Deciphering cellular and tissue responses in glaucoma are key to preventing and curing the disease. Some recent insights into the behavior of cells subjected to mechanical insult due to increased intraocular pressure (IOP) and changes in the stiffness of the sclera are helping to unravel the secrets of glaucoma.
One important observation is that the cells in the optic nerve head (ONH) are sensitive to mechanical changes.
“In general, cells are mechanosensitive and will, for example, migrate to a preferred substrate stiffness,” said C. Ross Ethier, PhD, the Lawrence L. Gellerstedt, Jr., Chair in Bioengineering, Georgia Research Alliance Eminent Scholar in Biomechanics and Mechanobiology, and professor of biomedical engineering, Georgia Institute of Technology/Emory University, Atlanta.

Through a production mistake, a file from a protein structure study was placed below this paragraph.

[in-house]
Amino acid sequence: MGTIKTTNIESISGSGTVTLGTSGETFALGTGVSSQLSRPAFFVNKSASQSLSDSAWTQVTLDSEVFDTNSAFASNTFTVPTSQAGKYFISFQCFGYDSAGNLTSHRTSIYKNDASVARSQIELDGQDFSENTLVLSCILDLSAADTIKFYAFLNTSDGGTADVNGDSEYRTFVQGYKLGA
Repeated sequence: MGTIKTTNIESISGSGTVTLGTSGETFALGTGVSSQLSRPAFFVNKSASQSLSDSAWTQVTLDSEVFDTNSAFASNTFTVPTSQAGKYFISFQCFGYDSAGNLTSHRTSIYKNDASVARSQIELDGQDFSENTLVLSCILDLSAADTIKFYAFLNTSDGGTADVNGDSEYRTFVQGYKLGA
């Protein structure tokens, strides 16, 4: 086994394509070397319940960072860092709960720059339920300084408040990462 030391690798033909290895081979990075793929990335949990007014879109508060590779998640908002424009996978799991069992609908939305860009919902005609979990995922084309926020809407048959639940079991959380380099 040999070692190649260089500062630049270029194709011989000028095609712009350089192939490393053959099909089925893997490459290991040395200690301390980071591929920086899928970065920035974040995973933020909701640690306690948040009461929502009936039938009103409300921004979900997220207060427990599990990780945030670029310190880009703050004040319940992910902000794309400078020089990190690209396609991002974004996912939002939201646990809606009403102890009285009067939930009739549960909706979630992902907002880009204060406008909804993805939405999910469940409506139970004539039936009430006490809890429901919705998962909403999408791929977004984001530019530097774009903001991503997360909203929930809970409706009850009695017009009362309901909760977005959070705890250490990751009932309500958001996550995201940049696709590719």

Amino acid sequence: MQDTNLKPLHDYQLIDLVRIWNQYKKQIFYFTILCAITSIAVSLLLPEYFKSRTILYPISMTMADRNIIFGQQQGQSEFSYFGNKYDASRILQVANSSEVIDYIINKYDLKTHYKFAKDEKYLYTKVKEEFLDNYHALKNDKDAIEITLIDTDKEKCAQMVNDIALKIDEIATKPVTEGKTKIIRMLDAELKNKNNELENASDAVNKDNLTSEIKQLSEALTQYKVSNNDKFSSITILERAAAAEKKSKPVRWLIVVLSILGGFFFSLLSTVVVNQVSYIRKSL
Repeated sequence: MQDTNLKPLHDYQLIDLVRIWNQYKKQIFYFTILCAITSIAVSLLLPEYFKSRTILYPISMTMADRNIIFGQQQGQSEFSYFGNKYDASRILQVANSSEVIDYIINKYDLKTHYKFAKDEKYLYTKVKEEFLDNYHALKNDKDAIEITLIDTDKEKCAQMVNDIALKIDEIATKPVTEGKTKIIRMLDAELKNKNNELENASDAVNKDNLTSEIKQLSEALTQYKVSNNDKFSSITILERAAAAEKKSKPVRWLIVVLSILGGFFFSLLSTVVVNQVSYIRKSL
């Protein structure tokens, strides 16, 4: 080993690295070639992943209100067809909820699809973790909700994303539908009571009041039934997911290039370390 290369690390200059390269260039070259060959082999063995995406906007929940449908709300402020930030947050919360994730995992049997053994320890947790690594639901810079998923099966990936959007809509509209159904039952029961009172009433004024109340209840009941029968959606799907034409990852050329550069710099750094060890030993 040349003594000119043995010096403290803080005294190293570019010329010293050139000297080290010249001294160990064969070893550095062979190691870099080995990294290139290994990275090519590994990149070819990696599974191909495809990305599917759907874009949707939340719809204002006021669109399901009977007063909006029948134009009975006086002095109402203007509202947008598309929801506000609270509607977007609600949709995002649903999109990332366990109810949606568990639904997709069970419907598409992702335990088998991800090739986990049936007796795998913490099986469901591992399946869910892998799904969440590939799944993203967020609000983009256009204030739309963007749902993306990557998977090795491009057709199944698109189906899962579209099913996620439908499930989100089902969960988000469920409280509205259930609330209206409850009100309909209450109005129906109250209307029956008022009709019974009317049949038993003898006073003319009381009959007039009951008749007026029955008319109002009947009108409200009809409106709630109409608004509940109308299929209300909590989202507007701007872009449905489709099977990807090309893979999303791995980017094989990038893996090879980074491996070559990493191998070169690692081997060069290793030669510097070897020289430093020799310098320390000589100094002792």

Dr. Ethier provided an example of this preferential activity. When a cell is released from the soft side of a gel, the cell migrates to the stiff side of the gel. In the opposite scenario, when the cell is released on the stiff side of the gel, the cell does not move to the soft side.
“This behavior tells you that cells have the ability to sense the mechanical properties of their substrate and respond to them,” Dr. Ethier emphasized. “We now know that substrate stiffness influences cellular growth, motility, apoptosis, and even differentiation of stem cells.”
All of these activities have shown investigators that nearly all cell types contain sophisticated machinery for sensing and responding to mechanical stimuli, he explained.
One such cellular system is the YAP-TAZ pathway, which, in addition to responding to substrate stiffness, also responds to the softness and stiffness of three-dimensional (3-D) matrices and stretching resulting from pressure, which is relevant to the ONH.